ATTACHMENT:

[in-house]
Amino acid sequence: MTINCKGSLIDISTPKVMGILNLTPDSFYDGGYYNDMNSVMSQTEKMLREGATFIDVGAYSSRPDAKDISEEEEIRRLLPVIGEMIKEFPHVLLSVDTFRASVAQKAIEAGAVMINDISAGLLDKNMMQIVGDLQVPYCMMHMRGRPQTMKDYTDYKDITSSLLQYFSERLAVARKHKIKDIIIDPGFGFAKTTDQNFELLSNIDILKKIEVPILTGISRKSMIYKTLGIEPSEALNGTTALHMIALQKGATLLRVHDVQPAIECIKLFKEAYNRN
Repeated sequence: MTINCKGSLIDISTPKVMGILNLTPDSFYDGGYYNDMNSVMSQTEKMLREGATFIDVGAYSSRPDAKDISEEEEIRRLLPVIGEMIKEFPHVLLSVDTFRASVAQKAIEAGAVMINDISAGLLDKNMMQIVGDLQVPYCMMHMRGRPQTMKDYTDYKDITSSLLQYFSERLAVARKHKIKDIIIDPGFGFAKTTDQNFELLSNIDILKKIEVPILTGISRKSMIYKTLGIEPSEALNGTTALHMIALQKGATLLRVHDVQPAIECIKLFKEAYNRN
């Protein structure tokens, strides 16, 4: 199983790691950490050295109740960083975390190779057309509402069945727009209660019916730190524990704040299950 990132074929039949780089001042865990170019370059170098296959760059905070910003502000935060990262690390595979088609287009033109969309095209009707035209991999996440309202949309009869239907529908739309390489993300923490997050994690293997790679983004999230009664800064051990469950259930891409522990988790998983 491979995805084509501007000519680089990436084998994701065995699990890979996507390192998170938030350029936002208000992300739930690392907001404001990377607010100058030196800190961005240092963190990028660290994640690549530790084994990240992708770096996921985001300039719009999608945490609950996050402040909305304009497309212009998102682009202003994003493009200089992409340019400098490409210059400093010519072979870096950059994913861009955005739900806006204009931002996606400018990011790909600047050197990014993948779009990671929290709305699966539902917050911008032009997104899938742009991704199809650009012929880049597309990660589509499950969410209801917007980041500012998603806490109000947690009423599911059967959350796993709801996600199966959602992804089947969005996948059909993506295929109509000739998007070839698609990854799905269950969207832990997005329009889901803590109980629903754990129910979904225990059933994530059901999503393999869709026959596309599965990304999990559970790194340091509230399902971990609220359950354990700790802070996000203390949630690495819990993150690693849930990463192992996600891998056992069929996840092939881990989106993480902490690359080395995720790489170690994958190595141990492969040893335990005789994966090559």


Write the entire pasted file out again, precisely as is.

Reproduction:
[in-house]
Amino acid sequence: MTINCKGSLIDISTPKVMGILNLTPDSFYDGGYYNDMNSVMSQTEKMLREGATFIDVGAYSSRPDAKDISEEEEIRRLLPVIGEMIKEFPHVLLSVDTFRASVAQKAIEAGAVMINDISAGLLDKNMMQIVGDLQVPYCMMHMRGRPQTMKDYTDYKDITSSLLQYFSERLAVARKHKIKDIIIDPGFGFAKTTDQNFELLSNIDILKKIEVPILTGISRKSMIYKTLGIEPSEALNGTTALHMIALQKGATLLRVHDVQPAIECIKLFKEAYNRN
Repeated sequence: MTINCKGSLIDISTPKVMGILNLTPDSFYDGGYYNDMNSVMSQTEKMLREGATFIDVGAYSSRPDAKDISEEEEIRRLLPVIGEMIKEFPHVLLSVDTFRASVAQKAIEAGAVMINDISAGLLDKNMMQIVGDLQVPYCMMHMRGRPQTMKDYTDYKDITSSLLQYFSERLAVARKHKIKDIIIDPGFGFAKTTDQNFELLSNIDILKKIEVPILTGISRKSMIYKTLGIEPSEALNGTTALHMIALQKGATLLRVHDVQPAIECIKLFKEAYNRN
């Protein structure tokens, strides 16, 4: 199983790691950490050295109740960083975390190779057309509402069945727009209660019916730190524990704040299950 990132074929039949780089001042865990170019370059170098296959760059905070910003502000935060990262690390595979088609287009033109969309095209009707035209991999996440309202949309009869239907529908739309390489993300923490997050994690293997790679983004999230009664800064051990469950259930891409522990988790998983 491979995805084509501007000519680089990436084998994701065995699990890979996507390192998170938030350029936002208000992300739930690392907001404001990377607010100058030196800190961005240092963190990028660290994640690549530790084994990240992708770096996921985001300039719009999608945490609950996050402040909305304009497309212009998102682009202003994003493009200089992409340019400098490409210059400093010519072979870096950059994913861009955005739900806006204009931002996606400018990011790909600047050197990014993948779009990671929290709305699966539902917050911008032009997104899938742009991704199809650009012929880049597309990660589509499950969410209801917007980041500012998603806490109000947690009423599911059967959350796993709801996600199966959602992804089947969005996948059909993506295929109509000739998007070839698609990854799905269950969207832990997005329009889901803590109980629903754990129910979904225990059933994530059901999503393999869709026959596309599965990304999990559970790194340091509230399902971990609220359950354990700790802070996000203390949630690495819990993150690693849930990463192992996600891998056992069929996840092939881990989106993480902490690359080395995720790489170690994958190595141990492969040893335990005789994966090559």